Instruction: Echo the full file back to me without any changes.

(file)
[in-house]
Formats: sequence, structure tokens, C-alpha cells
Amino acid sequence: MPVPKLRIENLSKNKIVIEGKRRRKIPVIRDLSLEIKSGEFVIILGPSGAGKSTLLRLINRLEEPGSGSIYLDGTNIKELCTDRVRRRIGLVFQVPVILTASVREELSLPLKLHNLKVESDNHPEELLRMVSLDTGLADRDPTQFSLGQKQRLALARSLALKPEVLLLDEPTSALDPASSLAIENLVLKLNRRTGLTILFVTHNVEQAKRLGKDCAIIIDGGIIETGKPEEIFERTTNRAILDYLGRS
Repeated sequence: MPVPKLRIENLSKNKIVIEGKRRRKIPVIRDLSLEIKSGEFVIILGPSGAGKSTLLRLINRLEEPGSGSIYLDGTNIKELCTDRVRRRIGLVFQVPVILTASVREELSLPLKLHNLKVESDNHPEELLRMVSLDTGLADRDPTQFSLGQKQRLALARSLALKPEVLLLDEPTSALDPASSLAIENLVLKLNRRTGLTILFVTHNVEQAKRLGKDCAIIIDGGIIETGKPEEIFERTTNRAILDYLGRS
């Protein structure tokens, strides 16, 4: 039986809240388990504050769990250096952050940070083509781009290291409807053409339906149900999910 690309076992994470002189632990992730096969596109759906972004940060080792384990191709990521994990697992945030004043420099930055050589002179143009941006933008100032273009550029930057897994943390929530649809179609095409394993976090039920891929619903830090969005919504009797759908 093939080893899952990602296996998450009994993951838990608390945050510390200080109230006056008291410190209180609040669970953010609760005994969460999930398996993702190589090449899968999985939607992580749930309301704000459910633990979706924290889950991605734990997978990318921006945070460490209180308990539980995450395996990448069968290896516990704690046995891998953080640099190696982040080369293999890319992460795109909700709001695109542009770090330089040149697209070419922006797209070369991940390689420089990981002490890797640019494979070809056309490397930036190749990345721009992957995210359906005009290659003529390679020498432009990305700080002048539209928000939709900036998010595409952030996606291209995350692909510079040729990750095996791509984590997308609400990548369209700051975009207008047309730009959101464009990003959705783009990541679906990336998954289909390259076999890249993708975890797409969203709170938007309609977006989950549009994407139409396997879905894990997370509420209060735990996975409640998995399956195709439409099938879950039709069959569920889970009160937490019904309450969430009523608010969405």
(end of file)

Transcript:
[in-house]
Formats: sequence, structure tokens, C-alpha cells
Amino acid sequence: MPVPKLRIENLSKNKIVIEGKRRRKIPVIRDLSLEIKSGEFVIILGPSGAGKSTLLRLINRLEEPGSGSIYLDGTNIKELCTDRVRRRIGLVFQVPVILTASVREELSLPLKLHNLKVESDNHPEELLRMVSLDTGLADRDPTQFSLGQKQRLALARSLALKPEVLLLDEPTSALDPASSLAIENLVLKLNRRTGLTILFVTHNVEQAKRLGKDCAIIIDGGIIETGKPEEIFERTTNRAILDYLGRS
Repeated sequence: MPVPKLRIENLSKNKIVIEGKRRRKIPVIRDLSLEIKSGEFVIILGPSGAGKSTLLRLINRLEEPGSGSIYLDGTNIKELCTDRVRRRIGLVFQVPVILTASVREELSLPLKLHNLKVESDNHPEELLRMVSLDTGLADRDPTQFSLGQKQRLALARSLALKPEVLLLDEPTSALDPASSLAIENLVLKLNRRTGLTILFVTHNVEQAKRLGKDCAIIIDGGIIETGKPEEIFERTTNRAILDYLGRS
């Protein structure tokens, strides 16, 4: 039986809240388990504050769990250096952050940070083509781009290291409807053409339906149900999910 690309076992994470002189632990992730096969596109759906972004940060080792384990191709990521994990697992945030004043420099930055050589002179143009941006933008100032273009550029930057897994943390929530649809179609095409394993976090039920891929619903830090969005919504009797759908 093939080893899952990602296996998450009994993951838990608390945050510390200080109230006056008291410190209180609040669970953010609760005994969460999930398996993702190589090449899968999985939607992580749930309301704000459910633990979706924290889950991605734990997978990318921006945070460490209180308990539980995450395996990448069968290896516990704690046995891998953080640099190696982040080369293999890319992460795109909700709001695109542009770090330089040149697209070419922006797209070369991940390689420089990981002490890797640019494979070809056309490397930036190749990345721009992957995210359906005009290659003529390679020498432009990305700080002048539209928000939709900036998010595409952030996606291209995350692909510079040729990750095996791509984590997308609400990548369209700051975009207008047309730009959101464009990003959705783009990541679906990336998954289909390259076999890249993708975890797409969203709170938007309609977006989950549009994407139409396997879905894990997370509420209060735990996975409640998995399956195709439409099938879950039709069959569920889970009160937490019904309450969430009523608010969405």